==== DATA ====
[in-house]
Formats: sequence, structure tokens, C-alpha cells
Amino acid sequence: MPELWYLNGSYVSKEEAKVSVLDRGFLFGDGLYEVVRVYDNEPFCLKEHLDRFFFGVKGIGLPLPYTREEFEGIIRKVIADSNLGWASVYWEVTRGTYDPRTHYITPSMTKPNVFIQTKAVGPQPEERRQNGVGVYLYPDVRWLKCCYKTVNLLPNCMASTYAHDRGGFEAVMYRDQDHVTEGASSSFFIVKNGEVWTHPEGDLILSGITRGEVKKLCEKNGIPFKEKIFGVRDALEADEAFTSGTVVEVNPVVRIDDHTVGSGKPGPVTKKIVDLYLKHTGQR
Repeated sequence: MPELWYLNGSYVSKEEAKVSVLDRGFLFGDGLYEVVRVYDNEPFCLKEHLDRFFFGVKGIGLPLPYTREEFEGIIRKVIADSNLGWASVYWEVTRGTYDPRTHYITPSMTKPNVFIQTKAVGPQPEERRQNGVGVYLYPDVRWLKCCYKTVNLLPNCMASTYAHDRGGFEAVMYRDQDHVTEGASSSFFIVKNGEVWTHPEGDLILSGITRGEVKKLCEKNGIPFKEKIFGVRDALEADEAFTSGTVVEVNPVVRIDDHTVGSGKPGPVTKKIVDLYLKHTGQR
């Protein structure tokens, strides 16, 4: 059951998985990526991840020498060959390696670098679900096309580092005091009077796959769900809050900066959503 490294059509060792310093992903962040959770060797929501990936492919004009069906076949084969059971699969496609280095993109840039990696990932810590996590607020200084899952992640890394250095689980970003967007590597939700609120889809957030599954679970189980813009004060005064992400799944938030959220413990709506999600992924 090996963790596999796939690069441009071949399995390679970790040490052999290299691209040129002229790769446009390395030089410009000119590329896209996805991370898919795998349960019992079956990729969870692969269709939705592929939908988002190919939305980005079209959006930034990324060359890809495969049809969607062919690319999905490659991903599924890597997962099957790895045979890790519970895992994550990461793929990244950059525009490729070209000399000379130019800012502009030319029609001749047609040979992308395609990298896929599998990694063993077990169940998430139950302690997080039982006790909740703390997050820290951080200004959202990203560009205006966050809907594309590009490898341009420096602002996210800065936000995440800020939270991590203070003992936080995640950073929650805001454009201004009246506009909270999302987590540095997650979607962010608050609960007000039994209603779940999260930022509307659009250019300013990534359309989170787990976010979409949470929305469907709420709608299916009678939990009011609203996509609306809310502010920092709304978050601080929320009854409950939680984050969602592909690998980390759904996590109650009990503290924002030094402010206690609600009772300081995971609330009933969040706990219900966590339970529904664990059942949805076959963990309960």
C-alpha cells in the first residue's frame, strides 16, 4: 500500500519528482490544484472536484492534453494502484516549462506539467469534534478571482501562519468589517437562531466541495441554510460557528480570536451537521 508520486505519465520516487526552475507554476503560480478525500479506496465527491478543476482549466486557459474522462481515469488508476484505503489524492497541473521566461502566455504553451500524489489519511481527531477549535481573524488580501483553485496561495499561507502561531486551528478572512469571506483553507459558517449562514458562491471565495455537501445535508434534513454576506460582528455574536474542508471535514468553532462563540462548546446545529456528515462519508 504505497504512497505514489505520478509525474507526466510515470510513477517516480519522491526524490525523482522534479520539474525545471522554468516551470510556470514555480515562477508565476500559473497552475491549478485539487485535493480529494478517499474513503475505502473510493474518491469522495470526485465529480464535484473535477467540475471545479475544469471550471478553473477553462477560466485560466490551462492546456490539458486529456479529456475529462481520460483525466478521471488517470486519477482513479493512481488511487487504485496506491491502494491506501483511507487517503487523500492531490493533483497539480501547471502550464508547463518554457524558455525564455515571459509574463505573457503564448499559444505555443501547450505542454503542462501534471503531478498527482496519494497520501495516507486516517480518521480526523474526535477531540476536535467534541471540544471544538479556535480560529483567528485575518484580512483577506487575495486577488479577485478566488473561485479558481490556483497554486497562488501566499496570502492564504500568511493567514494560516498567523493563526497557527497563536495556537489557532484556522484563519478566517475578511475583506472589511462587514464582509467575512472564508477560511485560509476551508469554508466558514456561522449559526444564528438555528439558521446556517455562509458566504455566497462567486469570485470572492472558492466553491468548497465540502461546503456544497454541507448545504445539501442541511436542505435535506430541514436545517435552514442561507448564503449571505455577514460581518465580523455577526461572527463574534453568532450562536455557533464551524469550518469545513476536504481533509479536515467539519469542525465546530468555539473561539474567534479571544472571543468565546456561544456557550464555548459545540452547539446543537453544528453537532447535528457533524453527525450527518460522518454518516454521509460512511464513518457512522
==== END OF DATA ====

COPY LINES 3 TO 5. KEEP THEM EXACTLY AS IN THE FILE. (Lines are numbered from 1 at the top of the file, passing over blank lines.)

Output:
Amino acid sequence: MPELWYLNGSYVSKEEAKVSVLDRGFLFGDGLYEVVRVYDNEPFCLKEHLDRFFFGVKGIGLPLPYTREEFEGIIRKVIADSNLGWASVYWEVTRGTYDPRTHYITPSMTKPNVFIQTKAVGPQPEERRQNGVGVYLYPDVRWLKCCYKTVNLLPNCMASTYAHDRGGFEAVMYRDQDHVTEGASSSFFIVKNGEVWTHPEGDLILSGITRGEVKKLCEKNGIPFKEKIFGVRDALEADEAFTSGTVVEVNPVVRIDDHTVGSGKPGPVTKKIVDLYLKHTGQR
Repeated sequence: MPELWYLNGSYVSKEEAKVSVLDRGFLFGDGLYEVVRVYDNEPFCLKEHLDRFFFGVKGIGLPLPYTREEFEGIIRKVIADSNLGWASVYWEVTRGTYDPRTHYITPSMTKPNVFIQTKAVGPQPEERRQNGVGVYLYPDVRWLKCCYKTVNLLPNCMASTYAHDRGGFEAVMYRDQDHVTEGASSSFFIVKNGEVWTHPEGDLILSGITRGEVKKLCEKNGIPFKEKIFGVRDALEADEAFTSGTVVEVNPVVRIDDHTVGSGKPGPVTKKIVDLYLKHTGQR
């Protein structure tokens, strides 16, 4: 059951998985990526991840020498060959390696670098679900096309580092005091009077796959769900809050900066959503 490294059509060792310093992903962040959770060797929501990936492919004009069906076949084969059971699969496609280095993109840039990696990932810590996590607020200084899952992640890394250095689980970003967007590597939700609120889809957030599954679970189980813009004060005064992400799944938030959220413990709506999600992924 090996963790596999796939690069441009071949399995390679970790040490052999290299691209040129002229790769446009390395030089410009000119590329896209996805991370898919795998349960019992079956990729969870692969269709939705592929939908988002190919939305980005079209959006930034990324060359890809495969049809969607062919690319999905490659991903599924890597997962099957790895045979890790519970895992994550990461793929990244950059525009490729070209000399000379130019800012502009030319029609001749047609040979992308395609990298896929599998990694063993077990169940998430139950302690997080039982006790909740703390997050820290951080200004959202990203560009205006966050809907594309590009490898341009420096602002996210800065936000995440800020939270991590203070003992936080995640950073929650805001454009201004009246506009909270999302987590540095997650979607962010608050609960007000039994209603779940999260930022509307659009250019300013990534359309989170787990976010979409949470929305469907709420709608299916009678939990009011609203996509609306809310502010920092709304978050601080929320009854409950939680984050969602592909690998980390759904996590109650009990503290924002030094402010206690609600009772300081995971609330009933969040706990219900966590339970529904664990059942949805076959963990309960």